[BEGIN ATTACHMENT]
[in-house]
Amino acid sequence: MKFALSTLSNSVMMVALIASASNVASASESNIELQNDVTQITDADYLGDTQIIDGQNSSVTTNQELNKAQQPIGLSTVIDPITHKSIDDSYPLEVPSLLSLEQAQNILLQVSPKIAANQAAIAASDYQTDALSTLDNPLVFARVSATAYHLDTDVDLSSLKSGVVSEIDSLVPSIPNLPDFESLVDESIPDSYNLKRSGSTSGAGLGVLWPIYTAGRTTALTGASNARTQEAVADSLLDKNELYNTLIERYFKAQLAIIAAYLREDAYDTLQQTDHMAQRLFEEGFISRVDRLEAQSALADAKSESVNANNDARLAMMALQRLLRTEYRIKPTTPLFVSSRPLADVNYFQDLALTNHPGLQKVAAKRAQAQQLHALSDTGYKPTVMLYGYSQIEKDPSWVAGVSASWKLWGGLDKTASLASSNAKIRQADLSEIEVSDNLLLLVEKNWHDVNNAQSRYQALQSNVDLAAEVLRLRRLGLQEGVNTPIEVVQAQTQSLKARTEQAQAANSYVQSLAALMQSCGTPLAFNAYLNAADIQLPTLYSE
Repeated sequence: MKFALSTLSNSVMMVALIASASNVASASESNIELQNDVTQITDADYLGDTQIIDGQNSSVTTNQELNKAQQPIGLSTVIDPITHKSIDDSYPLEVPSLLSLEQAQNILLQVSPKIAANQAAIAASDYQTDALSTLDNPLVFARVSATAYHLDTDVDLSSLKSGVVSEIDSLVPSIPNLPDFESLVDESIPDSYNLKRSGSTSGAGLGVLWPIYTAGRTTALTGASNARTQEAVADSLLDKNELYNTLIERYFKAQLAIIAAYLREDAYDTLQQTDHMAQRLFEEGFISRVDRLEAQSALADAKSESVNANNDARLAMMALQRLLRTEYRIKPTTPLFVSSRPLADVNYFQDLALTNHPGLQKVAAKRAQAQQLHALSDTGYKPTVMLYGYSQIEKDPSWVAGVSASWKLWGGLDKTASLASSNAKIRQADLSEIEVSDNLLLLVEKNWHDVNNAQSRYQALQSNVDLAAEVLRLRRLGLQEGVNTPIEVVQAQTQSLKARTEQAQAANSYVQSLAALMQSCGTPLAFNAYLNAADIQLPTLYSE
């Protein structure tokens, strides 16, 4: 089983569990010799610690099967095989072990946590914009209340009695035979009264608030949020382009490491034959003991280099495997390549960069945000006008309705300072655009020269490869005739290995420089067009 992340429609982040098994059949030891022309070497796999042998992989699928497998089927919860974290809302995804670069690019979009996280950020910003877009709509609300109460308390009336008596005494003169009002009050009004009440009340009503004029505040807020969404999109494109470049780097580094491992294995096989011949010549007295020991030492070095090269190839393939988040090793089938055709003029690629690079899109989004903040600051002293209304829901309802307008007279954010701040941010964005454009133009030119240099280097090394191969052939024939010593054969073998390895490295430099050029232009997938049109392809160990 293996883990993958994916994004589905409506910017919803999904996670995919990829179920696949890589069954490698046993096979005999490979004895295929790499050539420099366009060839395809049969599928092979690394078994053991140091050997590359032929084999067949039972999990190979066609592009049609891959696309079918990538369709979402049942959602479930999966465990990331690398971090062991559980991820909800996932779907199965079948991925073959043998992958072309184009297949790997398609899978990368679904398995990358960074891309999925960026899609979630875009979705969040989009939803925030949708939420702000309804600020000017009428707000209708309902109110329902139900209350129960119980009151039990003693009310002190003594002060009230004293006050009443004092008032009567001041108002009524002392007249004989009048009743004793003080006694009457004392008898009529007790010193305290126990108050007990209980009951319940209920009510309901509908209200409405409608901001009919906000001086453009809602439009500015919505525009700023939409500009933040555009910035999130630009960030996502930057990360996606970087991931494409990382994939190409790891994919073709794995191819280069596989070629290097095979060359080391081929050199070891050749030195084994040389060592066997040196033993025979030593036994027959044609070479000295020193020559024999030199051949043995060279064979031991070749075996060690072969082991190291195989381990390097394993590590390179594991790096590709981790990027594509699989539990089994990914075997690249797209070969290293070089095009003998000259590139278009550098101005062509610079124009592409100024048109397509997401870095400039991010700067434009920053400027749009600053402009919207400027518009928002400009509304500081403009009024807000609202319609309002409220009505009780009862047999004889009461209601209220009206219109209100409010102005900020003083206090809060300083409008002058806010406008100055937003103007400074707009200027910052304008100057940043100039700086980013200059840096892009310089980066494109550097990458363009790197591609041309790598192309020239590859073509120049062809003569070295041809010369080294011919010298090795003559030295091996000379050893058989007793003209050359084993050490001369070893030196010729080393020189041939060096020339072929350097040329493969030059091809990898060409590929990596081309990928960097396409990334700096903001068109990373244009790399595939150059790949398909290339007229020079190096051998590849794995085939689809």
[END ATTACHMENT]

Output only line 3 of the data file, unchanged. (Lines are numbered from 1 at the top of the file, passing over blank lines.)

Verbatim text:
Repeated sequence: MKFALSTLSNSVMMVALIASASNVASASESNIELQNDVTQITDADYLGDTQIIDGQNSSVTTNQELNKAQQPIGLSTVIDPITHKSIDDSYPLEVPSLLSLEQAQNILLQVSPKIAANQAAIAASDYQTDALSTLDNPLVFARVSATAYHLDTDVDLSSLKSGVVSEIDSLVPSIPNLPDFESLVDESIPDSYNLKRSGSTSGAGLGVLWPIYTAGRTTALTGASNARTQEAVADSLLDKNELYNTLIERYFKAQLAIIAAYLREDAYDTLQQTDHMAQRLFEEGFISRVDRLEAQSALADAKSESVNANNDARLAMMALQRLLRTEYRIKPTTPLFVSSRPLADVNYFQDLALTNHPGLQKVAAKRAQAQQLHALSDTGYKPTVMLYGYSQIEKDPSWVAGVSASWKLWGGLDKTASLASSNAKIRQADLSEIEVSDNLLLLVEKNWHDVNNAQSRYQALQSNVDLAAEVLRLRRLGLQEGVNTPIEVVQAQTQSLKARTEQAQAANSYVQSLAALMQSCGTPLAFNAYLNAADIQLPTLYSE